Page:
Earlier this year a security researcher found a previously unknown and far-reaching security hole in the Domain Name System (DNS). As far as I can tell, it’s not a bug in a specific DNS implementation but rather an issue with the actual DNS specification. It’s a form of DNS cache poisoning, which is pretty much impossible for the end user to detect or guard against and which we’ve discussed previously here at Chad’s News. Yesterday, a large coalition of vendors released a simultaneous patch for all of their products. Details about the vulnerability are sparse, as the security experts are waiting a month before giving out the specifics. What I found surprising was that both the DNS servers (usually hosted by ISPs) and the DNS clients (e.g., end-user PCs) require patches.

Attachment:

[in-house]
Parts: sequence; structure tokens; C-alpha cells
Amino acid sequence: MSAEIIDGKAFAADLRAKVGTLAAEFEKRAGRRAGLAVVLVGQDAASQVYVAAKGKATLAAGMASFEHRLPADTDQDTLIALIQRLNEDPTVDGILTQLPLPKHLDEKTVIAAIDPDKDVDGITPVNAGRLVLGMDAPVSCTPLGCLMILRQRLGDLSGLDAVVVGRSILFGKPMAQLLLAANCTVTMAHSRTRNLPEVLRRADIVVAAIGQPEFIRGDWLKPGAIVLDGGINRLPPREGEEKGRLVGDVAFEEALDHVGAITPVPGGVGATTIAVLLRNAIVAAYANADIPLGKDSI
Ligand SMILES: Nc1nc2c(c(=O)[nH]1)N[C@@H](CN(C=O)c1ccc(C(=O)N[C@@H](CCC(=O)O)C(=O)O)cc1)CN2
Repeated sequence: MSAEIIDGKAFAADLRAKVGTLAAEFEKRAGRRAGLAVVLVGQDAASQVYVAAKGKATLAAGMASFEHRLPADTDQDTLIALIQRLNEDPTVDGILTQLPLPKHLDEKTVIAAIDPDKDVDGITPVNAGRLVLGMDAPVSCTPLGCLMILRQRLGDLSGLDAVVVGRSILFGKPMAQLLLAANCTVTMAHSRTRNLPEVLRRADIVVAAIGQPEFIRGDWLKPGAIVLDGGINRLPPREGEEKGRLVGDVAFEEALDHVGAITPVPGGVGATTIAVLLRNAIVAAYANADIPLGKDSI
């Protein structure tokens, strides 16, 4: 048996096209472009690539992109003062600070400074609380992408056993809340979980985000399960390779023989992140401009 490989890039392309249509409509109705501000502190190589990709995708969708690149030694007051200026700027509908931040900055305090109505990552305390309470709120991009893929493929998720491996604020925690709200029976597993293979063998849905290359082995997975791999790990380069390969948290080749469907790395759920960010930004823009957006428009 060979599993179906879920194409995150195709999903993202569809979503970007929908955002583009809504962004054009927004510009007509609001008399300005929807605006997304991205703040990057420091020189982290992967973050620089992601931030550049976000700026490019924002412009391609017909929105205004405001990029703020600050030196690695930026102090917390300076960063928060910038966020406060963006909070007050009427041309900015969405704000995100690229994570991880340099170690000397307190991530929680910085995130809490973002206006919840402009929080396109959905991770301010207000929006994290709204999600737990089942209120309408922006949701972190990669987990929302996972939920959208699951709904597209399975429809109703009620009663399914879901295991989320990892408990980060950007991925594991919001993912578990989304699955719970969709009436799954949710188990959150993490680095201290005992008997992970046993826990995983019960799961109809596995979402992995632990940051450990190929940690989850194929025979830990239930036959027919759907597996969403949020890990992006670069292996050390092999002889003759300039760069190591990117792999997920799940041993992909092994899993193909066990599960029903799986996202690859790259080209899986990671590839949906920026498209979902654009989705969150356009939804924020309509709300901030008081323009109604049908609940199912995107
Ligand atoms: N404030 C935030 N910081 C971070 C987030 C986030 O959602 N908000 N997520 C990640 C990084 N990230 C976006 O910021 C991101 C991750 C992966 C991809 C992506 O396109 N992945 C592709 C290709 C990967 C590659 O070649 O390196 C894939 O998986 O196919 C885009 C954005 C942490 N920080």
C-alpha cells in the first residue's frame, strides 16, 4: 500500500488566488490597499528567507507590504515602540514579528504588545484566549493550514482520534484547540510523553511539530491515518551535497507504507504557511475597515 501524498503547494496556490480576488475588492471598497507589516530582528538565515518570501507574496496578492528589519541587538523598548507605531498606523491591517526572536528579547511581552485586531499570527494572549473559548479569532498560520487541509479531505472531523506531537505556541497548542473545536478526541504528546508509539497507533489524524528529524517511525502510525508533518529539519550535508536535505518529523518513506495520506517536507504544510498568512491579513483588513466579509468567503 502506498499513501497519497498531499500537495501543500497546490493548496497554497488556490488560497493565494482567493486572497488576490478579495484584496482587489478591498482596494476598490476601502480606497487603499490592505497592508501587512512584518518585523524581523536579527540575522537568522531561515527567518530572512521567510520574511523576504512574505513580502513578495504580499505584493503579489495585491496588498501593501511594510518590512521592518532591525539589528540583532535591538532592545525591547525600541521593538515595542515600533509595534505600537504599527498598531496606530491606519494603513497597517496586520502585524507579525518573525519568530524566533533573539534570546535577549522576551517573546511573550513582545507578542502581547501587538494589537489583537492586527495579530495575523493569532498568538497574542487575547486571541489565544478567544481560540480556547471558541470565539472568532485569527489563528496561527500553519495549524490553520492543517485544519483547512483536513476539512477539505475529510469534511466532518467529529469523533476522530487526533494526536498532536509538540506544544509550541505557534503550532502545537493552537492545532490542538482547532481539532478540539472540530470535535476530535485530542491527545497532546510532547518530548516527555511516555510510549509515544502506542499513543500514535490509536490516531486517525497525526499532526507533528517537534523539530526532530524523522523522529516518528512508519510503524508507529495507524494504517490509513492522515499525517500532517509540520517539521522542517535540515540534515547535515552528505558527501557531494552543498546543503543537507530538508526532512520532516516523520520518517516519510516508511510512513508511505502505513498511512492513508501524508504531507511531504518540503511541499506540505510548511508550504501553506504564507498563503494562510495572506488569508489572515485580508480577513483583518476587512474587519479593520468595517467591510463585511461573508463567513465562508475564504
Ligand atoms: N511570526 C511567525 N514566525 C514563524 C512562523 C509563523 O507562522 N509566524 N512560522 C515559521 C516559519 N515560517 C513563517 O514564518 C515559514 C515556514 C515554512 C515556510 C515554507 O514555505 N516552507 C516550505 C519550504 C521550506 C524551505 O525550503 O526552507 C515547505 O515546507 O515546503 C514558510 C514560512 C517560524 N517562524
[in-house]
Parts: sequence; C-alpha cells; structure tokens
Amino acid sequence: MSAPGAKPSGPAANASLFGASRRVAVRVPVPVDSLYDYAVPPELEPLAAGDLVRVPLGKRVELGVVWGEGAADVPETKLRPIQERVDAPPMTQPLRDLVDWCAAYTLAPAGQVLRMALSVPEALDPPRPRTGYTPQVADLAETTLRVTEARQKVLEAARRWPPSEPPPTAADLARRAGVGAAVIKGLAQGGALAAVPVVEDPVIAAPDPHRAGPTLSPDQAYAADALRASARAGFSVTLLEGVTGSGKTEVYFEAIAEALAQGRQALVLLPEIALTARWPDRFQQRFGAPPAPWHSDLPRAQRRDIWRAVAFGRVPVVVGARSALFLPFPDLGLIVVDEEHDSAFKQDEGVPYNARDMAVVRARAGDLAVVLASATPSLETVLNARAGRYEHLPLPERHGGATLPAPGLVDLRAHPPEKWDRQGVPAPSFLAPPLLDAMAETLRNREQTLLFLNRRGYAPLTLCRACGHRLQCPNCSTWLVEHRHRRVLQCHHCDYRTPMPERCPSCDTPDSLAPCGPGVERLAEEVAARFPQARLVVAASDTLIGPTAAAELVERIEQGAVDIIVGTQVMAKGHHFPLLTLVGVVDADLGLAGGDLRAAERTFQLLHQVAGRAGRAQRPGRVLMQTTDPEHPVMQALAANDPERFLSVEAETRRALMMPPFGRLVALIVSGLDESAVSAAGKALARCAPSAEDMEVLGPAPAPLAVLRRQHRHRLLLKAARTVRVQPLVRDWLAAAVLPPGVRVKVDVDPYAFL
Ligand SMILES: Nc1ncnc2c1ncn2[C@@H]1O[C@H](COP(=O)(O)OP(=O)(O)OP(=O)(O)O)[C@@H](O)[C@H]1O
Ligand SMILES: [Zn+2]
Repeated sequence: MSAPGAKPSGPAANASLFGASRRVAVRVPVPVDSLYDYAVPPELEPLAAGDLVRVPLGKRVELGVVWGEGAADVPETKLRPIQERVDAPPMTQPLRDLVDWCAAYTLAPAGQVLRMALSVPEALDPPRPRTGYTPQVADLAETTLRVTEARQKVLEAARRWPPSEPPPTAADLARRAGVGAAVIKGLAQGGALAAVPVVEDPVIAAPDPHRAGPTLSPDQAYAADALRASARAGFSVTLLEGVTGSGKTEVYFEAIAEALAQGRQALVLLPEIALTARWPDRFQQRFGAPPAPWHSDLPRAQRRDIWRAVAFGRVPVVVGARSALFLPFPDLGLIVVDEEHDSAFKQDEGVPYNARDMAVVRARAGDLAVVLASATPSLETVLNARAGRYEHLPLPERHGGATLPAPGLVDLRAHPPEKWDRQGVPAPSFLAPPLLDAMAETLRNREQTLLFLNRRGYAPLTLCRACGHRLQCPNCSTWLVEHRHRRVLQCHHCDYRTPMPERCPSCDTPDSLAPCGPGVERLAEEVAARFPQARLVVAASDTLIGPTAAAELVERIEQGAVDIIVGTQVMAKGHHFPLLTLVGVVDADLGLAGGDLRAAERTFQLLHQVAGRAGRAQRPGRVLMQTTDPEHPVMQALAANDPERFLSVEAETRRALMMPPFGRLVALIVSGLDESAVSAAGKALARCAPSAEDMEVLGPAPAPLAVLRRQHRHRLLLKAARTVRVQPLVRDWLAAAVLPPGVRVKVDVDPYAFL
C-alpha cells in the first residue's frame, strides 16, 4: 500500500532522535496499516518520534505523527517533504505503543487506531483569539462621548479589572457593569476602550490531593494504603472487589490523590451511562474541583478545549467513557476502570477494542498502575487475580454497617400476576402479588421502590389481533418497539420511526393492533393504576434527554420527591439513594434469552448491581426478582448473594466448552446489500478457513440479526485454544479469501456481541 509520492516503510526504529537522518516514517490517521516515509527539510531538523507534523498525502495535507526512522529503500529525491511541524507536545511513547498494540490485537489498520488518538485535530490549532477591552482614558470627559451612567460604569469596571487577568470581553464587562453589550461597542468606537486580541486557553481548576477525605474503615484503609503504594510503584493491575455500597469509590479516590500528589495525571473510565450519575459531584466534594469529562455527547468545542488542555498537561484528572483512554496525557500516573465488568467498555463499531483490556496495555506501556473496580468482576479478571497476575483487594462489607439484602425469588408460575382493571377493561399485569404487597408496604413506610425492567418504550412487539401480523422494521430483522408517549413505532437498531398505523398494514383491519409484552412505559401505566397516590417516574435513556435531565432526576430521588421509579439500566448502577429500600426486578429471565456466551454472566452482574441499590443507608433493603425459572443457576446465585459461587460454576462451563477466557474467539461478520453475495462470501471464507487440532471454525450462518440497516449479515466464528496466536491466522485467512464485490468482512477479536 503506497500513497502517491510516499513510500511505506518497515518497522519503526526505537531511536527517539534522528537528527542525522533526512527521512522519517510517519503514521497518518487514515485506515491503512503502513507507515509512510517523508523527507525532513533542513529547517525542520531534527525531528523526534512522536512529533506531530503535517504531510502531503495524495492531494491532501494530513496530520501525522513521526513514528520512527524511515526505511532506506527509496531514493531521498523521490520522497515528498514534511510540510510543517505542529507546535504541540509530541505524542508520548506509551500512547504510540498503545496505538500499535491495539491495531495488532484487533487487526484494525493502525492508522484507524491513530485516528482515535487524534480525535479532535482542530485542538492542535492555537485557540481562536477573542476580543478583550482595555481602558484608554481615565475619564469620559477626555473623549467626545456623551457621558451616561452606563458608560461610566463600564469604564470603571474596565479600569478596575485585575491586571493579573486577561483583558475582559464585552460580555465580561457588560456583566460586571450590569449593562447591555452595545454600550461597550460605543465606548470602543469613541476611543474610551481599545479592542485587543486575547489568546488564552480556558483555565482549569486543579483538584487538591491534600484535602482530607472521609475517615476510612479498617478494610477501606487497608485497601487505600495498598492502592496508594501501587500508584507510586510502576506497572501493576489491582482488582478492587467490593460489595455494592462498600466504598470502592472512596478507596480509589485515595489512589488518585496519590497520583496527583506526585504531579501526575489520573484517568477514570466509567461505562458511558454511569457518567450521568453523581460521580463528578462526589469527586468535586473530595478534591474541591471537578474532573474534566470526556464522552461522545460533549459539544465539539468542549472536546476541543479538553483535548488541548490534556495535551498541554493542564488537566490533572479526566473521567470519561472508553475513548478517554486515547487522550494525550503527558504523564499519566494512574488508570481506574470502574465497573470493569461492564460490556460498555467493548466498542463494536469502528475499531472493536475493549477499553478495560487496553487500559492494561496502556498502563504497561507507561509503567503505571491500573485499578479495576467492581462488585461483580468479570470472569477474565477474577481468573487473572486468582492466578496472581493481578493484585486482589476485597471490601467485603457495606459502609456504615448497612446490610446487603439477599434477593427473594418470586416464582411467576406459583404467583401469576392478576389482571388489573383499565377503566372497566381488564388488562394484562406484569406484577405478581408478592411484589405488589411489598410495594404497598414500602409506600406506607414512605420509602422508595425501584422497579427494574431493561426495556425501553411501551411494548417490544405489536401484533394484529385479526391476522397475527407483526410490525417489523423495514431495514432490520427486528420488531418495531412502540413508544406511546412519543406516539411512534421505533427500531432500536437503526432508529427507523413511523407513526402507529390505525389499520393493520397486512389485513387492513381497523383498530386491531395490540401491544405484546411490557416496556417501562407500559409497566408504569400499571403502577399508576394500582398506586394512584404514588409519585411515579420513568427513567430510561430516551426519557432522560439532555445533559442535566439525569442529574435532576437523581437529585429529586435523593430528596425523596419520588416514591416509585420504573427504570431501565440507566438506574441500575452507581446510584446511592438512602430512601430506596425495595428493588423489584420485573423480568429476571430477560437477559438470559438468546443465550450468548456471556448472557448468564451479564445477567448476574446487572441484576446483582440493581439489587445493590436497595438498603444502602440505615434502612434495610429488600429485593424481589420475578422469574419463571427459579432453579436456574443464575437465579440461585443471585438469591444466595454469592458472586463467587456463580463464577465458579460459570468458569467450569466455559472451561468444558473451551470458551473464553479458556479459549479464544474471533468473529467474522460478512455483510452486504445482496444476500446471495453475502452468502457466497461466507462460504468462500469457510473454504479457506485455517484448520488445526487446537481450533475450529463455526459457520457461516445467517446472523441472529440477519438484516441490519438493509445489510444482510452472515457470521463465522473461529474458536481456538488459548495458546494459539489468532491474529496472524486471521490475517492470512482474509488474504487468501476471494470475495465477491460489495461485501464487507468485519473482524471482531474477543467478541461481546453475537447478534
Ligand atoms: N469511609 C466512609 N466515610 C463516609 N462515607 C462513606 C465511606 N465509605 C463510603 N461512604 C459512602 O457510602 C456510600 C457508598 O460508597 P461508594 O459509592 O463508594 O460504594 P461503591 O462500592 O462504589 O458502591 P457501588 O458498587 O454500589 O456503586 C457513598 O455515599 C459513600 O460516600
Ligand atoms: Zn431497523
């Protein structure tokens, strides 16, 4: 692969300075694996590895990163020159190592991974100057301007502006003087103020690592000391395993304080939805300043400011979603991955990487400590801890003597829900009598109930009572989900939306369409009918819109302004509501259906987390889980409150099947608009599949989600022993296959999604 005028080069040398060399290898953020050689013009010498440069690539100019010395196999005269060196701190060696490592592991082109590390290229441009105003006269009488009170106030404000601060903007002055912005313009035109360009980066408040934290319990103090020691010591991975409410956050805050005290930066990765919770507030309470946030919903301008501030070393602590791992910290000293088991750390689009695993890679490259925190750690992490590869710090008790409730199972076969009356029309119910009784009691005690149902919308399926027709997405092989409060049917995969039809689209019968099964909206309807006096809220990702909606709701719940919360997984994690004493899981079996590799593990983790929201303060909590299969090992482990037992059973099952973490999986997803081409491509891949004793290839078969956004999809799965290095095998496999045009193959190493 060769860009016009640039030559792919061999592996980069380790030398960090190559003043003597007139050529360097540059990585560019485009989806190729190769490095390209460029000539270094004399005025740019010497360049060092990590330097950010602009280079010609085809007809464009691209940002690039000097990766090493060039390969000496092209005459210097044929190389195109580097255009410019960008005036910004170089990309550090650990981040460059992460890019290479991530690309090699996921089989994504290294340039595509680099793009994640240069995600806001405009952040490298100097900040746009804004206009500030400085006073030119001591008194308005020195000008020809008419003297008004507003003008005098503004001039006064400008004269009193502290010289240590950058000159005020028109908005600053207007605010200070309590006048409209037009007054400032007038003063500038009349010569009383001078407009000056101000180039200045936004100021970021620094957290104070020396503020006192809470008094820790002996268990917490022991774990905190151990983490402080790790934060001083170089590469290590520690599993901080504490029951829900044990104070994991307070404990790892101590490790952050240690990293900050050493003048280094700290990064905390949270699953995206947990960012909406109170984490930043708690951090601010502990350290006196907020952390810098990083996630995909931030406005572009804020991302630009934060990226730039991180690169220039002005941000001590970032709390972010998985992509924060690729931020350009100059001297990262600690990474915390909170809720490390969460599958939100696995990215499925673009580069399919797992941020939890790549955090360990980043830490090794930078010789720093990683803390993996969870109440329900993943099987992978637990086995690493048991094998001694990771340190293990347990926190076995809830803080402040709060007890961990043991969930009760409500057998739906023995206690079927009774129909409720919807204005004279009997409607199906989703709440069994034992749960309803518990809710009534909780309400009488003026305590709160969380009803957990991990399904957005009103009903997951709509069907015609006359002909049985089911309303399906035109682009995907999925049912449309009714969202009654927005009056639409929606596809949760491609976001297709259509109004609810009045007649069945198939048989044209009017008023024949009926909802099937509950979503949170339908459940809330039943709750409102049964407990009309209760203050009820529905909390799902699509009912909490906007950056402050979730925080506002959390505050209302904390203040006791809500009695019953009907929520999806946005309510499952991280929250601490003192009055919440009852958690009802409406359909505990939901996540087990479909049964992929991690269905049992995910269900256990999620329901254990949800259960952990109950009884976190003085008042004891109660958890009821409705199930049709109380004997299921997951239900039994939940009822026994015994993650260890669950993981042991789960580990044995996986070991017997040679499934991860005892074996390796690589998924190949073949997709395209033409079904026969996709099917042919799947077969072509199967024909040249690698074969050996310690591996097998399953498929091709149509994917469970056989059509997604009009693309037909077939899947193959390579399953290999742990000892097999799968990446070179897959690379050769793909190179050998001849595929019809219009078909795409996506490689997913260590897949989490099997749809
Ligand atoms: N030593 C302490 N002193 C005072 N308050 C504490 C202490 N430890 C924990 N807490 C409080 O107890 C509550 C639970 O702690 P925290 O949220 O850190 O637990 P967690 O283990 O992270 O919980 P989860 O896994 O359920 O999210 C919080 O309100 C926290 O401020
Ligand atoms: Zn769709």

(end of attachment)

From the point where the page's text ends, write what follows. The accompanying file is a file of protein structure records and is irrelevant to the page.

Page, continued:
It’s recommended that everyone apply the appropriate updates. For Windows users, this means doing a Windows Update. But be careful. The Microsoft DNS patch conflicts with the ZoneAlarm firewall and will block all internet access if you have both installed at the same time. The exploit does not yet exist in the wild, so it will probably be okay to delay the updates for a few days while Microsoft and ZoneAlarm get their act together.